3. There have been a number of false claims regarding this crash. It is most certain that pilot Jimmy Leeward was unconscious throughout the event (from the first instant of the severe pull-up) and was unable to exercise any control or make a radio call (as some have claimed). From the excellent photos available the sequence of events (except for the initiating event) is very clear. The control surface positions are clearly visible. Initially, the elevator trim tabs are in their full down position causing the elevators to go to full (or near full) up position. After the aircraft pulled-up vertical it rolled-over and went into a near vertical dive. During the roll-over the inboard hinge of the left elevator trim tab failed, and the inboard section of the tab broke away at the middle hinge (this hinge is about 65% outboard of the tab). During the vertical dive the elevators are in the neutral position. The acceleration of the pull-up was so extreme that the tail wheel was forced down, the skin of the fuselage buckled, and the pilot’s seat collapsed (photos taken during the roll-over and looking down into the cockpit show that the pilot is missing). If there is a good video of the pull-up, the turn radius can be measured and, with the speed (about 480 mph), the acceleration (g force) can be easily calculated. It is quite possible that the pilot was killed in the pull-up – the sudden application of extreme g forces could have broken the neck (head with helmet are very heavy). The problem to solve is why the trim tabs went full down. At the 1998 Reno Air Races P-51 #5, Voodoo Chile, flown by Bob Hannah, experienced a similar failure. The left elevator trim tab separated completely and the aircraft made a violent pull-up. The P51 climbed to over 9000 feet, the pilot regained consciousness and was able to land safely. The torque tube controlling the trim tab on P-51 #5 had failed. (yes, I am a pilot.)

  4. If you can find it, read Fly Low, Fly Fast by Robert Gandt. While the book is pretty uneven, it does have a pretty solid chapter on the Voodoo incident mentioned elsewhere. To sum up, in that race Hannah had loosened his straps and when the trim tab broke and the plane shot up, he lost consciousness and awoke finding himself face down on the floor of the plane. A similar thing could have happened with Leeward.

  5. It’s not possible to be “face down on the floor” of a P-51 – there is not enough room, and there is too much stuff in the way. The P-51 had two plywood floor-boards, but most fighters and light bombers of the era did not have a cockpit floor. If you dropped something, it would fall into the belly of the plane and could not be retrieved until you were on the ground where you could open a fuselage access panel.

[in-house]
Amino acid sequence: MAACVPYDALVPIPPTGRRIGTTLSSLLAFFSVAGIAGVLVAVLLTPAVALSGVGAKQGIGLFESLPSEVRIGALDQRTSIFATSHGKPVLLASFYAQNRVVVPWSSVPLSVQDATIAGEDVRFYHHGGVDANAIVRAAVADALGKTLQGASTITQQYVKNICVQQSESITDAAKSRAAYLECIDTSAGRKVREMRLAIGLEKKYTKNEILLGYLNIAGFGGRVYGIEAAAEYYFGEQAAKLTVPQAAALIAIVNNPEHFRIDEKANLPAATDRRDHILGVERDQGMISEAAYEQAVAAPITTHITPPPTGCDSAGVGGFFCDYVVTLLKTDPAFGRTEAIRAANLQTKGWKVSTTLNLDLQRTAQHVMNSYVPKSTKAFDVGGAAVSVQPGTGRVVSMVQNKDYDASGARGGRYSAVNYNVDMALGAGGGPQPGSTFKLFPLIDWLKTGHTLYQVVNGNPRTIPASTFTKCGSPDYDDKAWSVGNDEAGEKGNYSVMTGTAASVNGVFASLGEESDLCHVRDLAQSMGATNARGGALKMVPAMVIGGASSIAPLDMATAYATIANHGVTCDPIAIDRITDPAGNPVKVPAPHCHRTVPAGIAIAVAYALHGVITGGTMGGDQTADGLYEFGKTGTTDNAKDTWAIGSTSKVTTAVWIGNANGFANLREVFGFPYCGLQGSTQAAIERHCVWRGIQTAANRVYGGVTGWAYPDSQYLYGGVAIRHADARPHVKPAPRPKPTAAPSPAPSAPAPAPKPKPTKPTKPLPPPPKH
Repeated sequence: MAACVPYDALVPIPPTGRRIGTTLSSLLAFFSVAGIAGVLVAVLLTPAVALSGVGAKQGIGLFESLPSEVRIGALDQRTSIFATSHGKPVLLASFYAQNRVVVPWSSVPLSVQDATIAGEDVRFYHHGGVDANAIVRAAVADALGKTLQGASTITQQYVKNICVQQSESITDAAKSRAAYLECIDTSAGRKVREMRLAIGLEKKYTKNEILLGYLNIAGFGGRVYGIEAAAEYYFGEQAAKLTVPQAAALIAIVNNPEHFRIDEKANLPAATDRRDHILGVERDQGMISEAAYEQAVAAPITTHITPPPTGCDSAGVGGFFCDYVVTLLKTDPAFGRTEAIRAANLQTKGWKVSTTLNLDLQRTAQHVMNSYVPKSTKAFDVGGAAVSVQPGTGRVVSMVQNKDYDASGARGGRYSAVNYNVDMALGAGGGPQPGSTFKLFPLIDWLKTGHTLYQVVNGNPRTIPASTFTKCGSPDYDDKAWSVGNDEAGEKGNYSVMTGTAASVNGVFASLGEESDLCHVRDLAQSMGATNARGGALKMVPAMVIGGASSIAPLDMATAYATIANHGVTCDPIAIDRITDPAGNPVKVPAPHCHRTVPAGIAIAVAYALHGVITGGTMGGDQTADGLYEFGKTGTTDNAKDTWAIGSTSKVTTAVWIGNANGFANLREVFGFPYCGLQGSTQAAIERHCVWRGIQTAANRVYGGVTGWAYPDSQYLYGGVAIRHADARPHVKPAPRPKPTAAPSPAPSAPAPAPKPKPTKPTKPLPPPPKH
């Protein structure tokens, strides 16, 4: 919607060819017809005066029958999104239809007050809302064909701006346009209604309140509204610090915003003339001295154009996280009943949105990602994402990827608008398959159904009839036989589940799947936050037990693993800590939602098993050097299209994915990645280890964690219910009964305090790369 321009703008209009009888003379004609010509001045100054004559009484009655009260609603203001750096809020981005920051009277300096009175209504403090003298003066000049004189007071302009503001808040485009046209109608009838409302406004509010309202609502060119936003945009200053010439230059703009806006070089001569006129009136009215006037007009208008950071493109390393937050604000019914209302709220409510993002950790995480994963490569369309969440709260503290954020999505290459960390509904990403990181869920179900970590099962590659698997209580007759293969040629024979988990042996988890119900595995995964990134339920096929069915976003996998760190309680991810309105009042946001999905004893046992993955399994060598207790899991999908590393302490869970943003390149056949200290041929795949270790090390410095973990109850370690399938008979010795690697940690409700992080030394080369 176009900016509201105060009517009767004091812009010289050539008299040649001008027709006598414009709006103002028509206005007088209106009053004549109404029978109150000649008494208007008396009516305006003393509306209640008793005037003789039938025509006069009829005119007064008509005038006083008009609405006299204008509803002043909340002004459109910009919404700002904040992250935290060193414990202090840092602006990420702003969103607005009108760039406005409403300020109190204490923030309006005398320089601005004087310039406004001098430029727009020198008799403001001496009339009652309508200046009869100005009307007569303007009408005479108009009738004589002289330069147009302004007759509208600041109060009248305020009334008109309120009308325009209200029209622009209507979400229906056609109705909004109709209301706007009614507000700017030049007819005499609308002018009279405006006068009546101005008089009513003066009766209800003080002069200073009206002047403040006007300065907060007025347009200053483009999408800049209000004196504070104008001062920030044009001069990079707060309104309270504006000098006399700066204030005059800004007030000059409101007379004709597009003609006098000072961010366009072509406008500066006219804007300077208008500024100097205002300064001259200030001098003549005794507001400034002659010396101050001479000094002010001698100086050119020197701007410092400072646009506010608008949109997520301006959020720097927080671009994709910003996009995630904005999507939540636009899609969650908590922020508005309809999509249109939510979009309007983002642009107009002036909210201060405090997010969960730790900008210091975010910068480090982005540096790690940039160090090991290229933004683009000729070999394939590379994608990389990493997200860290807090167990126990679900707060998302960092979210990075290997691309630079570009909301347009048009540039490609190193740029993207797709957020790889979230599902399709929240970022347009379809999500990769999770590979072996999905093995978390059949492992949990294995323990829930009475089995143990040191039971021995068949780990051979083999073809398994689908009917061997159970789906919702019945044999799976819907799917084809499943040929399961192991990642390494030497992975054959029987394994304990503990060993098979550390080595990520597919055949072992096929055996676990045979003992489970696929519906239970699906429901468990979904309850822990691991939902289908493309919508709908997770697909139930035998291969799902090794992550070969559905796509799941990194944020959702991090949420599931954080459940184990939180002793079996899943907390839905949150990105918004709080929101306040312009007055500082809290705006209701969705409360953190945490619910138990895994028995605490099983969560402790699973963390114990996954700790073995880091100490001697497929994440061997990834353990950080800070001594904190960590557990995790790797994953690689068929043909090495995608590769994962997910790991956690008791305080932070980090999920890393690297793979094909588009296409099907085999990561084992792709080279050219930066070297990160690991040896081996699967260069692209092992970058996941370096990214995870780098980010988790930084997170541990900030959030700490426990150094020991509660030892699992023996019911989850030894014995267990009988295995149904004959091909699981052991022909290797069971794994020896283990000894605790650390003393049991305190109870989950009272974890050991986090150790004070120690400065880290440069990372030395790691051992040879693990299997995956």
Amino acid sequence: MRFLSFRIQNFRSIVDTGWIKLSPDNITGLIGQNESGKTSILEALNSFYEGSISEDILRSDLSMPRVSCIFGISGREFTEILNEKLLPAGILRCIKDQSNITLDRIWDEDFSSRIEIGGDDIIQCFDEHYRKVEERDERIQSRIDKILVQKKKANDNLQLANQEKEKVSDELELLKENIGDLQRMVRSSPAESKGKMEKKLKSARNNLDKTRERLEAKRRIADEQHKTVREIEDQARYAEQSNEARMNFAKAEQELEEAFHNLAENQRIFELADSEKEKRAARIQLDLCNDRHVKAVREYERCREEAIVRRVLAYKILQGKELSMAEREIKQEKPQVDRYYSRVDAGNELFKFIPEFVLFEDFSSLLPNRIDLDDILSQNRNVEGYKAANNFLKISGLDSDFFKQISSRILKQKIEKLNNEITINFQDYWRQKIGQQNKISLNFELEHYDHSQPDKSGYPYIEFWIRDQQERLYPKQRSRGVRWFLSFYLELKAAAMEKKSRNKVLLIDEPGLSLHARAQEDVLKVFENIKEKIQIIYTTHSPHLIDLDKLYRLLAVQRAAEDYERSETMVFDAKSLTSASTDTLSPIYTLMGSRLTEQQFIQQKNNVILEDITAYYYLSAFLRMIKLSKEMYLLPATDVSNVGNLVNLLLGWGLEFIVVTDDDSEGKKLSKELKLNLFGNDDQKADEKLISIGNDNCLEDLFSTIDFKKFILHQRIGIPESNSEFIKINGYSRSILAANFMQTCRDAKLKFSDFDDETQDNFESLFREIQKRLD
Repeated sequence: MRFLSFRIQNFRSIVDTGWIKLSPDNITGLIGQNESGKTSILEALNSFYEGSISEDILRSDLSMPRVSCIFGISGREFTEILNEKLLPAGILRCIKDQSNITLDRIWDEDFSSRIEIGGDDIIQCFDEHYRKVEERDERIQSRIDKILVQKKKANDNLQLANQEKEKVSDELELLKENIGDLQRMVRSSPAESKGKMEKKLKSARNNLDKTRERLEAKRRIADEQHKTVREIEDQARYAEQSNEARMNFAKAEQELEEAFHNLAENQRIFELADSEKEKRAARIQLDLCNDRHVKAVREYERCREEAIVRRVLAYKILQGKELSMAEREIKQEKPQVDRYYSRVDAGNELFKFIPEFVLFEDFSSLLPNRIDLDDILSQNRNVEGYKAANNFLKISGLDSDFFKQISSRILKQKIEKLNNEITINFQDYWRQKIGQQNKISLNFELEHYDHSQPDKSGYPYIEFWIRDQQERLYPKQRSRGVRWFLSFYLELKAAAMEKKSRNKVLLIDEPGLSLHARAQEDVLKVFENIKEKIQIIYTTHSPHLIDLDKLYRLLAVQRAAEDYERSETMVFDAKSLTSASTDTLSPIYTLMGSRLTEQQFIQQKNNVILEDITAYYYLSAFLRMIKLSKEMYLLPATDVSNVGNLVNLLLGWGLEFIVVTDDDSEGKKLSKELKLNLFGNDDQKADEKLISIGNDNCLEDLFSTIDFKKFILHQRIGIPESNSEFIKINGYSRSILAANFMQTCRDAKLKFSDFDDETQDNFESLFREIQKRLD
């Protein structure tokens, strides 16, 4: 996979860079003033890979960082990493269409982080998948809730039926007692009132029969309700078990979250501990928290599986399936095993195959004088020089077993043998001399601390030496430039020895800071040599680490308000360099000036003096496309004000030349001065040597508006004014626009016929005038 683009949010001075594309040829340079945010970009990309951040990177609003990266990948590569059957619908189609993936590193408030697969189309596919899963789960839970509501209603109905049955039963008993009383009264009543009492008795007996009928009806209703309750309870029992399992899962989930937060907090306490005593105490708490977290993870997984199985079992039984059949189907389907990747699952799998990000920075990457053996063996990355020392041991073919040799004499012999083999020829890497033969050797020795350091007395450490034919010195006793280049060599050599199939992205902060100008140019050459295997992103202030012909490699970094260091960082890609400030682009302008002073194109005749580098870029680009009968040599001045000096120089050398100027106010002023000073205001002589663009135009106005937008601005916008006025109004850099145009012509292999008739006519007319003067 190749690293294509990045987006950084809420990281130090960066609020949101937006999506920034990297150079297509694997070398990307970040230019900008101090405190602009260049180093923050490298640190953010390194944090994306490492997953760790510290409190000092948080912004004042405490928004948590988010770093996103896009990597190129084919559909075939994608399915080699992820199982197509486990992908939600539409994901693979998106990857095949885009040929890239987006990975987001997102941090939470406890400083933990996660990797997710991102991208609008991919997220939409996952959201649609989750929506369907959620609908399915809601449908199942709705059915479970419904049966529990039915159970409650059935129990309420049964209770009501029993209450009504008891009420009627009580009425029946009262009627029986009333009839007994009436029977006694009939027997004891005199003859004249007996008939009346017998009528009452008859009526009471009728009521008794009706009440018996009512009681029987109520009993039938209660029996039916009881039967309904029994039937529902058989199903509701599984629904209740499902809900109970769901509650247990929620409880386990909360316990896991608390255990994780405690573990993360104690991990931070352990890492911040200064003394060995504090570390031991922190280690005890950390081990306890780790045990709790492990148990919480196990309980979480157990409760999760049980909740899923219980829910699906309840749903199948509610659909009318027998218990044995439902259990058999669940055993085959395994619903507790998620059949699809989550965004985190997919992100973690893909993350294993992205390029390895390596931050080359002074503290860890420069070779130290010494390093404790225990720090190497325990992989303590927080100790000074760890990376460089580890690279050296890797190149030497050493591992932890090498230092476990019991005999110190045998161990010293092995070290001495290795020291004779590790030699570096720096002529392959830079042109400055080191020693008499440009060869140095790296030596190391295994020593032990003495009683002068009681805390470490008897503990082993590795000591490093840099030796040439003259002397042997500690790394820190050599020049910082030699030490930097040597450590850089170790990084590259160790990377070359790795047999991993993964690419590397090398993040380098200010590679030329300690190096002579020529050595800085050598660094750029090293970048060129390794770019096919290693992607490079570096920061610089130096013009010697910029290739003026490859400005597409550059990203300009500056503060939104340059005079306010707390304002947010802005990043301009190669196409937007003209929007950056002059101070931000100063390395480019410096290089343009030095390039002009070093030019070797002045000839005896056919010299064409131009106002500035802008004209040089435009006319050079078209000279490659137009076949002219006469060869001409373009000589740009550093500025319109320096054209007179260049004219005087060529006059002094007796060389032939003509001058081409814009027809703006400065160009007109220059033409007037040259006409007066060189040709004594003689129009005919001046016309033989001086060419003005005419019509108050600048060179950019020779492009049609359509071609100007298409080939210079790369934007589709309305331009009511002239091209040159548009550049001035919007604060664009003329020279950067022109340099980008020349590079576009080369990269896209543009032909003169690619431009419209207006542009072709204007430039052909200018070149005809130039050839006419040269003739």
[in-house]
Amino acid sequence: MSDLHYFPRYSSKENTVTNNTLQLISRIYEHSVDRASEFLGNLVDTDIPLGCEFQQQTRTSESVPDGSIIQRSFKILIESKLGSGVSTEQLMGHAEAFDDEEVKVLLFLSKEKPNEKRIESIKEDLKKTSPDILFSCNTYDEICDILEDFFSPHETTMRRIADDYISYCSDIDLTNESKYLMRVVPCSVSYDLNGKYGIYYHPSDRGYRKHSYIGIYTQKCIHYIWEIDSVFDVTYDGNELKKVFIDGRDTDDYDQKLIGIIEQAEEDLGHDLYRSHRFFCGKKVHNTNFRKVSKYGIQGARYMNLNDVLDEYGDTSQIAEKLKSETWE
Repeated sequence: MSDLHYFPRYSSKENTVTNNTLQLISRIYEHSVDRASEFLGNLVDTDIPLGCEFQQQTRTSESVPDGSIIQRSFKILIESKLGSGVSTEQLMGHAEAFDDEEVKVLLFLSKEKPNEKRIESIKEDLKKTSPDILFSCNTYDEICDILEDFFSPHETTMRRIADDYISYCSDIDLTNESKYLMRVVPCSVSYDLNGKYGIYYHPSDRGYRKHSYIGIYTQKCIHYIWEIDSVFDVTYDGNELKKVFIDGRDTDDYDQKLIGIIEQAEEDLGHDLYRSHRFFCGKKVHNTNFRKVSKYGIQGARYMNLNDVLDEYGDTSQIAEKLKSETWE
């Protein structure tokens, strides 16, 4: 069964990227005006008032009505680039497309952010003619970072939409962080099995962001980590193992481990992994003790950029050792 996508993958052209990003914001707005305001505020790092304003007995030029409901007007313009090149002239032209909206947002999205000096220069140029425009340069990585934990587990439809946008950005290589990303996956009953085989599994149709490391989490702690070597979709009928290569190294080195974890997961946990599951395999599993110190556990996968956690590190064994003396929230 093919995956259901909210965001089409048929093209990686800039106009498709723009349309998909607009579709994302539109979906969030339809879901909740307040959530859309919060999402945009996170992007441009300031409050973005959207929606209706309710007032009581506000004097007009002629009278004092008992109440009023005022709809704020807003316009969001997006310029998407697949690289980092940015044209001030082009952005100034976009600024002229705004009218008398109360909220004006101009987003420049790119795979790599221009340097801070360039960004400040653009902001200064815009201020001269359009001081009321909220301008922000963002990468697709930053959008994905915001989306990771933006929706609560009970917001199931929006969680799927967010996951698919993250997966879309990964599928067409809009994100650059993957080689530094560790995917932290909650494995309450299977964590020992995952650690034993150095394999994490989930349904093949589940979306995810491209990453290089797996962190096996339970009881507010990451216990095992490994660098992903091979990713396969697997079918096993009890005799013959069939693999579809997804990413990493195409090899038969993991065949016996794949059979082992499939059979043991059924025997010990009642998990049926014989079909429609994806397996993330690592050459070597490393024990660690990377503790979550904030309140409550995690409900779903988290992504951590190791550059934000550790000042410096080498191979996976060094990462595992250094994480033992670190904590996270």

Here’s an outstanding view of a P-51C cockpit – you can scroll around in any direction and zoom in to see fine details:


  6. p.s., Be patient while the cockpit view loads – it’s very hi-rez (and in color) – but it is well worth the wait.

  7. Once I was flying a 172 from Reid’s Hillview, San Jose, to Monterrey, and as I was crossing Salinas a P-51D passed less than a half-mile in front of me moving from my left to right. The P-51 was climbing hard – he looked to be going up faster than I was going horizontal. I live close to Moffett field right on the approach. When the war birds are in for Memorial Day I have two weeks of being buzzed by a B-17, B-24, B-25, P-51C, and (sometimes) P-51D. Early one Saturday morning I was treated to the sight of the P-51D (in Normandy invasion stripes) flying close formation with the B-17G making approach to Moffett.

  8. There’s something especially thrilling about catching sight of a warbird “in the wild.” I was cycling along the Hudson River here in NYC a few years back and nearly got whiplash when a B-17 flew up along the VFR corridor at 1000 feet.

  9. I had the privilege of being at EKY airport in Bessemer, Alabama in 2002 when Jack Roush flew in with Bud Anderson’s former “Old Crow” a day or so before his crash in another plane.. I had literally soloed a few days earlier and this joker flies in crosswind to the field at what seemed like 350kn.. then he lands, climbs out and asks everyone if they were expecting someone.. there was no media on hand, it was awesome. A great day to stare at a plane.. they are HUGE.. not at all what I expected. But I digress..

    Another great, yet tragic article.


  10. There is video shot from the backstretch showing the initial climb part of the crash. The Video shows a whole lap and begins with a different plane pitching up in the same spot, at initially the same angle you see in the crash. It’s perfectly commonplace for a race pilot who suddenly feels something to wrong to pitch the plane up as the very first reaction to trade speed for altitude in case they have to deadstick the landing. Explain to me why in a race plane that can be ballast weighted fore or aft, or should be able to any way, why there would be need for so much trim tab as to make loss of one catastrophic?